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Cancer Lett. 2015 Oct 10;367(1):18-25. doi: 10.1016/j.canlet.2015.07.008. Epub 2015 Jul 14.

Reactive oxygen species in redox cancer therapy.

Author information

1
Edison Biotechnology Institute, Konneker Research Center, Ohio University, Athens, OH 45701, USA.
2
Radiologic Sciences and Respiratory Therapy Division, School of Health and Rehabilitation Sciences, The Ohio State University College of Medicine, The Ohio State University, Columbus, OH 43210, USA.
3
Edison Biotechnology Institute, Konneker Research Center, Ohio University, Athens, OH 45701, USA; Department of Chemistry and Biochemistry, Molecular and Cellular Biology Program, Ohio University, Athens, OH 45701, USA. Electronic address: wus1@ohio.edu.
4
Radiologic Sciences and Respiratory Therapy Division, School of Health and Rehabilitation Sciences, The Ohio State University College of Medicine, The Ohio State University, Columbus, OH 43210, USA; Interdisciplinary Biophysics Graduate Program, The Ohio State University, Columbus, OH 43210, USA. Electronic address: zuo.4@osu.edu.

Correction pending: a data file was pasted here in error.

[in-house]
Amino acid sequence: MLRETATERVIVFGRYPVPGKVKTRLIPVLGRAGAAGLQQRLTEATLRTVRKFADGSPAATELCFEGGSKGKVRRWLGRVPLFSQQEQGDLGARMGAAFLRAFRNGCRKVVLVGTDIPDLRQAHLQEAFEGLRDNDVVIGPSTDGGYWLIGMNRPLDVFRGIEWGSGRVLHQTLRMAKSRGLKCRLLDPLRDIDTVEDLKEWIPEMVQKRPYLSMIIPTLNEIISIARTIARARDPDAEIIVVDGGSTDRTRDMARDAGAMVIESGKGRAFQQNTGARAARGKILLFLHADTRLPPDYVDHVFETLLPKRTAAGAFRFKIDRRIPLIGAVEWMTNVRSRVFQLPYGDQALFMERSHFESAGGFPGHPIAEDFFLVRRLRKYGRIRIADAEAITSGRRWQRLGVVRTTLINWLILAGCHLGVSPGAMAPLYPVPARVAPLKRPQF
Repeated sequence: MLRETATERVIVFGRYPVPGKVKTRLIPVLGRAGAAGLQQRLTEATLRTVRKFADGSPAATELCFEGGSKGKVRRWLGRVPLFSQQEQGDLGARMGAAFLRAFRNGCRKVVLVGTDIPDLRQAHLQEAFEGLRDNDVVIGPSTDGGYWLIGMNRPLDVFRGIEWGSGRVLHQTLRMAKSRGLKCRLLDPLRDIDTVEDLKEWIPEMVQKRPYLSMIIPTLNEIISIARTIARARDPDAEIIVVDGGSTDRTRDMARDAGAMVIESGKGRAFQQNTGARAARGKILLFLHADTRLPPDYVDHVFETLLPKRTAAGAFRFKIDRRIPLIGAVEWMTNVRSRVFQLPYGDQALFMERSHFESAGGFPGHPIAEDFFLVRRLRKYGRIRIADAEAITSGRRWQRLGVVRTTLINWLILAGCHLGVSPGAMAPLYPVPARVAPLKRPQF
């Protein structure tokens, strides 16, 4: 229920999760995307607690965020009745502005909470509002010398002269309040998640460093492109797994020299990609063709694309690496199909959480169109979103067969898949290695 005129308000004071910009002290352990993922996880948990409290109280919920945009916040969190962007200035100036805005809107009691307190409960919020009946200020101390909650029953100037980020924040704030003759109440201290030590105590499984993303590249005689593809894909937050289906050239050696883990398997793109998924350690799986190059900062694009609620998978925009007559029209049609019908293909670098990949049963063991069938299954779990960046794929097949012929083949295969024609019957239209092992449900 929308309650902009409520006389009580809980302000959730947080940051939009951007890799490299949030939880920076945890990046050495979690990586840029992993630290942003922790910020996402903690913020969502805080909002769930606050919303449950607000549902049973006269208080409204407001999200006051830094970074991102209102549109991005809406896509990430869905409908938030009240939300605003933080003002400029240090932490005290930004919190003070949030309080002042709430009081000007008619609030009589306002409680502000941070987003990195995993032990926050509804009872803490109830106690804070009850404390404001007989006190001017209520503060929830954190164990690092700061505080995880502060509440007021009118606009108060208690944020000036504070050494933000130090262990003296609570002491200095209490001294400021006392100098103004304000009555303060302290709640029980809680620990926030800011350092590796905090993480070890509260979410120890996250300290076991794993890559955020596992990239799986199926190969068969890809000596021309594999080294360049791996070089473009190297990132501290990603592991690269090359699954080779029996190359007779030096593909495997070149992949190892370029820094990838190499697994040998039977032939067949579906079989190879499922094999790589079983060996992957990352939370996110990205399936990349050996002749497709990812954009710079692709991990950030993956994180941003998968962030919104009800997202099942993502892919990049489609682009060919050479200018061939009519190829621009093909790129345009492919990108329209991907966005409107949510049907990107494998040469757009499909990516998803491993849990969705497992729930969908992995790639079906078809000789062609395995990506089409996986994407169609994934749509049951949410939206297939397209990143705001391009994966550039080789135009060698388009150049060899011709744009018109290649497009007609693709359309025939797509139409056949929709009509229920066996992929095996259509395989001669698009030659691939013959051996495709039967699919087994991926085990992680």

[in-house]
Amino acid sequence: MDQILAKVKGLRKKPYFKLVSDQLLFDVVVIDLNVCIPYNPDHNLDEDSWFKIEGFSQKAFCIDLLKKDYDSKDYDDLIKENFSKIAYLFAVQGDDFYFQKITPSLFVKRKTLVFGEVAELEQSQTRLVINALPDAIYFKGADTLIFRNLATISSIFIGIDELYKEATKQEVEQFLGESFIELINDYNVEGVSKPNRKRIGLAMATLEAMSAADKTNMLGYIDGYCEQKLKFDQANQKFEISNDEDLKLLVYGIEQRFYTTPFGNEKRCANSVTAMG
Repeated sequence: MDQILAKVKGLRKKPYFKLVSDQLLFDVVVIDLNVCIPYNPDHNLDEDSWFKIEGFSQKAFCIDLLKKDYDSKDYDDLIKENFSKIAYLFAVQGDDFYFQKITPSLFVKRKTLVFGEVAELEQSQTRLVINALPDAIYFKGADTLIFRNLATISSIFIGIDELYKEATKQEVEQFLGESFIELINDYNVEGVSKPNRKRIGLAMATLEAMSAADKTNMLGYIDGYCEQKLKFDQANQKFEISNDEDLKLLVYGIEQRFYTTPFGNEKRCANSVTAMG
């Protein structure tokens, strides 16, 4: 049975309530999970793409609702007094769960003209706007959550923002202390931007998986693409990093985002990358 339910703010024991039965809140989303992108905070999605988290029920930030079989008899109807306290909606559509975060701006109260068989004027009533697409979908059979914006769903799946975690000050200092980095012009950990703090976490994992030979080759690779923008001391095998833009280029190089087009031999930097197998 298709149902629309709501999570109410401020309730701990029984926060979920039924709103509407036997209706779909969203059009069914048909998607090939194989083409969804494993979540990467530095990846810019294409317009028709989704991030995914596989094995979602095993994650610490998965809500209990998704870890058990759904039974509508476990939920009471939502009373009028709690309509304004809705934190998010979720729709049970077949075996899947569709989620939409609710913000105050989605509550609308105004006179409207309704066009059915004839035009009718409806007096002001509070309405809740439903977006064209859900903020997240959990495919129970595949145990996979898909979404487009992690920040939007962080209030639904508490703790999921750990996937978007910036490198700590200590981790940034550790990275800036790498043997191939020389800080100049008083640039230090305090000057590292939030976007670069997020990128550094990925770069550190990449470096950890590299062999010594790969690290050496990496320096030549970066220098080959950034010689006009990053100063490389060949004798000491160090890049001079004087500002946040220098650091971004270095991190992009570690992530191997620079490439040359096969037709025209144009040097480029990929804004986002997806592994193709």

Abstract

The role of reactive oxygen species (ROS) in cancer cells has been intensively studied for the past two decades. Cancer cells mostly have higher basal ROS levels than their normal counterparts. The induction of ROS has been shown to be associated with cancer development, metastasis, progression, and survival. Various therapeutic approaches targeting intracellular ROS levels have yielded mixed results. As widely accepted dietary supplements, antioxidants demonstrate both ROS scavenging ability and anti-cancer characteristics. However, antioxidants may not always be safe to use since excessive intake of antioxidants could lead to serious health concerns. In this review, we have evaluated the production and scavenging systems of ROS in cells, as well as the beneficial and harmful roles of ROS in cancer cells. We also examine the effect of antioxidants in cancer treatment, the effect of combined treatment of antioxidants with traditional cancer therapies, and the side effects of excessive antioxidant intake.

KEYWORDS:

Antioxidant; Cancer therapy; Oxidative stress; Redox; Tumor

PMID:
26187782
DOI:
10.1016/j.canlet.2015.07.008
[Indexed for MEDLINE]

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